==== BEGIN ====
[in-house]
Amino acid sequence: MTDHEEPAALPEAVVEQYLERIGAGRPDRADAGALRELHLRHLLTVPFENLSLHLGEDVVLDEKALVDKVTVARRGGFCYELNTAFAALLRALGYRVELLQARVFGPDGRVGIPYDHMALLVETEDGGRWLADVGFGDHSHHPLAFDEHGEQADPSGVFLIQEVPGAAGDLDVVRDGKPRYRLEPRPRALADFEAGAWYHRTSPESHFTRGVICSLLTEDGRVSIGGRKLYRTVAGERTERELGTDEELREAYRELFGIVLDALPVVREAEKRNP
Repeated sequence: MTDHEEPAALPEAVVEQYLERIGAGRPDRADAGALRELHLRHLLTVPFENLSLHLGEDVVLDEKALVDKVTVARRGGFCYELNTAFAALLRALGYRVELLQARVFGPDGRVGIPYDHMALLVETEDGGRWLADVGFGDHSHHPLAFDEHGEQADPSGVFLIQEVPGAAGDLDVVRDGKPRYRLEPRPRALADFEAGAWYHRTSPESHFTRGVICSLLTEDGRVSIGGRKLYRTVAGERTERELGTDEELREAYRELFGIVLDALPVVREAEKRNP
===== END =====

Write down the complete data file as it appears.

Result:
[in-house]
Amino acid sequence: MTDHEEPAALPEAVVEQYLERIGAGRPDRADAGALRELHLRHLLTVPFENLSLHLGEDVVLDEKALVDKVTVARRGGFCYELNTAFAALLRALGYRVELLQARVFGPDGRVGIPYDHMALLVETEDGGRWLADVGFGDHSHHPLAFDEHGEQADPSGVFLIQEVPGAAGDLDVVRDGKPRYRLEPRPRALADFEAGAWYHRTSPESHFTRGVICSLLTEDGRVSIGGRKLYRTVAGERTERELGTDEELREAYRELFGIVLDALPVVREAEKRNP
Repeated sequence: MTDHEEPAALPEAVVEQYLERIGAGRPDRADAGALRELHLRHLLTVPFENLSLHLGEDVVLDEKALVDKVTVARRGGFCYELNTAFAALLRALGYRVELLQARVFGPDGRVGIPYDHMALLVETEDGGRWLADVGFGDHSHHPLAFDEHGEQADPSGVFLIQEVPGAAGDLDVVRDGKPRYRLEPRPRALADFEAGAWYHRTSPESHFTRGVICSLLTEDGRVSIGGRKLYRTVAGERTERELGTDEELREAYRELFGIVLDALPVVREAEKRNP